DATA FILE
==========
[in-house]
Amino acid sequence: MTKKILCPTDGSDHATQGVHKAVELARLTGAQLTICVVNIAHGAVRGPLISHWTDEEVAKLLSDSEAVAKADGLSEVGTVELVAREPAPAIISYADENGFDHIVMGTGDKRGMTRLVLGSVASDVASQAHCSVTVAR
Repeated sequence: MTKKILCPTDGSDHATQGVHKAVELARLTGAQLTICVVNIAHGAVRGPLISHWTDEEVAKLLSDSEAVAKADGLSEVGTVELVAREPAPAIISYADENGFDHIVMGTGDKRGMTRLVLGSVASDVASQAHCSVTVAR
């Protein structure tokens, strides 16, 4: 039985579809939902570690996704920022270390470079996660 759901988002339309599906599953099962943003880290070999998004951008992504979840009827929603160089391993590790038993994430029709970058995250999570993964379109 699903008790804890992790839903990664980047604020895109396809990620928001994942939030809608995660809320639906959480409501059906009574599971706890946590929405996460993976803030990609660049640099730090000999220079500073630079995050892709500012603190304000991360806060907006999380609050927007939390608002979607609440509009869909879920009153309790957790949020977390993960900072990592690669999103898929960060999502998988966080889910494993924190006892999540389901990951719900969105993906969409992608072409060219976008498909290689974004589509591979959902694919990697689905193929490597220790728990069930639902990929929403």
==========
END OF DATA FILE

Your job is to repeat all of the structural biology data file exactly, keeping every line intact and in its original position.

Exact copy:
[in-house]
Amino acid sequence: MTKKILCPTDGSDHATQGVHKAVELARLTGAQLTICVVNIAHGAVRGPLISHWTDEEVAKLLSDSEAVAKADGLSEVGTVELVAREPAPAIISYADENGFDHIVMGTGDKRGMTRLVLGSVASDVASQAHCSVTVAR
Repeated sequence: MTKKILCPTDGSDHATQGVHKAVELARLTGAQLTICVVNIAHGAVRGPLISHWTDEEVAKLLSDSEAVAKADGLSEVGTVELVAREPAPAIISYADENGFDHIVMGTGDKRGMTRLVLGSVASDVASQAHCSVTVAR
């Protein structure tokens, strides 16, 4: 039985579809939902570690996704920022270390470079996660 759901988002339309599906599953099962943003880290070999998004951008992504979840009827929603160089391993590790038993994430029709970058995250999570993964379109 699903008790804890992790839903990664980047604020895109396809990620928001994942939030809608995660809320639906959480409501059906009574599971706890946590929405996460993976803030990609660049640099730090000999220079500073630079995050892709500012603190304000991360806060907006999380609050927007939390608002979607609440509009869909879920009153309790957790949020977390993960900072990592690669999103898929960060999502998988966080889910494993924190006892999540389901990951719900969105993906969409992608072409060219976008498909290689974004589509591979959902694919990697689905193929490597220790728990069930639902990929929403």